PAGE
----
Podcast Episode 187: Three Ways to Work with Your Child’s Teachers (even in contentious situations)

Welcome! To listen to today’s episode, scroll all the way down to the bottom of this post and hit the triangular “play” button. Enjoy the show!

In which I identify 5 different ways you might feel about your child and schooling, on a continuum from 1) you knew going into school that your child had issues that impact education, and would need to be addressed to 5) you have no worries about potential issues, and the school reports no problems.
It doesn’t matter which of these five spots on the continuum you occupy – the way to work with your child’s teachers is the same, 3 steps to keep in mind that make every interaction with your child’s caregivers easier.

To read about these three steps and for key links, go to weturnedoutokay.com/187.
And if you’re having trouble thinking past mindset and into concrete steps to help you worry less and enjoy more, click here to find out about the Ninja Parenting Community. It’s the place where I help parents solve their toughest challenges every day, so I know it’ll be helpful for you too! Continue reading “Podcast Episode 187: Three Ways to Work with Your Child’s Teachers (even in contentious situations)”

005: Four Risks To Our Kids’ Well-Being That We Take Far Too Often

Sometimes as parents, we think we are limiting the risks to our kids by taking an action – or backing away from an action – when instead, their well-being and happiness would be better insured by doing something completely different. In this episode, I highlight four common things parents do (I know this, because I did them too!) where it would be better to go in the exact opposite direction.

Listen for:

  • the dangers of sticking close by your child’s side at all times; when we do this, we take away his or her chance to develop independence, creativity, and problem-solving capabilities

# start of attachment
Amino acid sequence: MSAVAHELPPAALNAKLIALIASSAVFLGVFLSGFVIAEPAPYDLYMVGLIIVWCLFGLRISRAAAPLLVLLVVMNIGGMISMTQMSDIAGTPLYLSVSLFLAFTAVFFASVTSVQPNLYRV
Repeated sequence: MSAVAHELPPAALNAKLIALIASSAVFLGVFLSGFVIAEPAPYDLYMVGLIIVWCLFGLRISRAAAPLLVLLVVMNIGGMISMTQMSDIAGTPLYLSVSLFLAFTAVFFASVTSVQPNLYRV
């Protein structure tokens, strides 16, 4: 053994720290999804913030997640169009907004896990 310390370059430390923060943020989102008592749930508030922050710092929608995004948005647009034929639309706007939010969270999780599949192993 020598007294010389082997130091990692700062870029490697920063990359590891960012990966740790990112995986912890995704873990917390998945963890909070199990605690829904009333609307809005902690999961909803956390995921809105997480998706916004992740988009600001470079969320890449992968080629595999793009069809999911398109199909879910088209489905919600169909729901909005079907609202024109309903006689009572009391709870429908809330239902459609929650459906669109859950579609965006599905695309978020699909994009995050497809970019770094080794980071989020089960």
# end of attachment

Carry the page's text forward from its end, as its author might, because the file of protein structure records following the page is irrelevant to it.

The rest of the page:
• the risks of using antibacterial soap; this one keeps me up at night, and it’s pretty clear that it also keeps scientists and other super-smart people up at night too
  • how we fail our children when we don’t question a teacher or other authority figure who insists that our child has ADHD or ADD; while there is some risk that our son or daughter may have these or other learning disabilities, I share that during my years of teaching young children – and earning my Masters in Early Childhood Education – these diagnoses are given out far more often than they should be; increasingly, kids are put in an environment that is far too restrictive… In short, it is my opinion that schools, and not children, are often the problem when it comes to kids’ misbehavior
  • the importance of comics – yes, cartoons, graphic novels – in a kid’s journey towards becoming a reader; when adults ban comics, or even disrespect them, we run the risk of limiting our kids’ ability to thrive as readers

Whether you agree or disagree, I encourage you to really give some thought to the above Four Risks. Reasonable and intelligent adults can disagree, but the biggest risk of all that we can take is not giving consideration to any big issue that affects our children while they’re young, because the effects of our choices compound when they are grown up.